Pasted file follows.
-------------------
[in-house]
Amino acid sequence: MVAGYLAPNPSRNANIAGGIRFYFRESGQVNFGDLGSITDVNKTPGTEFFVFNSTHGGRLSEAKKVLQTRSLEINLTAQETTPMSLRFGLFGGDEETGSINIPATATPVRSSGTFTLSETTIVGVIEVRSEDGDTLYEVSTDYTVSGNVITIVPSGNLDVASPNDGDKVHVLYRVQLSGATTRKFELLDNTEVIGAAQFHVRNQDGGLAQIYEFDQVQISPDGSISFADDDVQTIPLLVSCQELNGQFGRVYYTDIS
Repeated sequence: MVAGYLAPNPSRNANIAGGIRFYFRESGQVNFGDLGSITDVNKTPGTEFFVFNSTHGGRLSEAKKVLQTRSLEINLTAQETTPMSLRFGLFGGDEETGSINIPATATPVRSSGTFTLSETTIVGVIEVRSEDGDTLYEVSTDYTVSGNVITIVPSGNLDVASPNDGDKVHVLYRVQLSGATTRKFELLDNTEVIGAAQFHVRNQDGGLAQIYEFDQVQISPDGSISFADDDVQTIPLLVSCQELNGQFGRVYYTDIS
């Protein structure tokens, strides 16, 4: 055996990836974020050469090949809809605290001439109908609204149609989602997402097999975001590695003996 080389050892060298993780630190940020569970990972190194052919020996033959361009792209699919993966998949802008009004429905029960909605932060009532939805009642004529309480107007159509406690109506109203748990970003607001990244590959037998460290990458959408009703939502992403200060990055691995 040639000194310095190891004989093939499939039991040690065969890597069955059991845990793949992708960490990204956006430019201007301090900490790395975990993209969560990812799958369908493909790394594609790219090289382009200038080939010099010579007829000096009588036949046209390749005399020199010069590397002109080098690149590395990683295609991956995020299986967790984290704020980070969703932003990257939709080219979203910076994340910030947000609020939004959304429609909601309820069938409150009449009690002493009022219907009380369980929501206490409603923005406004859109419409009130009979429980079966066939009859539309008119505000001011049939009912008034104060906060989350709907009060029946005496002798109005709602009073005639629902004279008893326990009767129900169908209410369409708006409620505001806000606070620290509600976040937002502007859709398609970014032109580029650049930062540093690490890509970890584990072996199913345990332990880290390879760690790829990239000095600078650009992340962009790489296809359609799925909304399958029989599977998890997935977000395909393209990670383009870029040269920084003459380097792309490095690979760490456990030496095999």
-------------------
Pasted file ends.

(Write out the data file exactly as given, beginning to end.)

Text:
[in-house]
Amino acid sequence: MVAGYLAPNPSRNANIAGGIRFYFRESGQVNFGDLGSITDVNKTPGTEFFVFNSTHGGRLSEAKKVLQTRSLEINLTAQETTPMSLRFGLFGGDEETGSINIPATATPVRSSGTFTLSETTIVGVIEVRSEDGDTLYEVSTDYTVSGNVITIVPSGNLDVASPNDGDKVHVLYRVQLSGATTRKFELLDNTEVIGAAQFHVRNQDGGLAQIYEFDQVQISPDGSISFADDDVQTIPLLVSCQELNGQFGRVYYTDIS
Repeated sequence: MVAGYLAPNPSRNANIAGGIRFYFRESGQVNFGDLGSITDVNKTPGTEFFVFNSTHGGRLSEAKKVLQTRSLEINLTAQETTPMSLRFGLFGGDEETGSINIPATATPVRSSGTFTLSETTIVGVIEVRSEDGDTLYEVSTDYTVSGNVITIVPSGNLDVASPNDGDKVHVLYRVQLSGATTRKFELLDNTEVIGAAQFHVRNQDGGLAQIYEFDQVQISPDGSISFADDDVQTIPLLVSCQELNGQFGRVYYTDIS
């Protein structure tokens, strides 16, 4: 055996990836974020050469090949809809605290001439109908609204149609989602997402097999975001590695003996 080389050892060298993780630190940020569970990972190194052919020996033959361009792209699919993966998949802008009004429905029960909605932060009532939805009642004529309480107007159509406690109506109203748990970003607001990244590959037998460290990458959408009703939502992403200060990055691995 040639000194310095190891004989093939499939039991040690065969890597069955059991845990793949992708960490990204956006430019201007301090900490790395975990993209969560990812799958369908493909790394594609790219090289382009200038080939010099010579007829000096009588036949046209390749005399020199010069590397002109080098690149590395990683295609991956995020299986967790984290704020980070969703932003990257939709080219979203910076994340910030947000609020939004959304429609909601309820069938409150009449009690002493009022219907009380369980929501206490409603923005406004859109419409009130009979429980079966066939009859539309008119505000001011049939009912008034104060906060989350709907009060029946005496002798109005709602009073005639629902004279008893326990009767129900169908209410369409708006409620505001806000606070620290509600976040937002502007859709398609970014032109580029650049930062540093690490890509970890584990072996199913345990332990880290390879760690790829990239000095600078650009992340962009790489296809359609799925909304399958029989599977998890997935977000395909393209990670383009870029040269920084003459380097792309490095690979760490456990030496095999």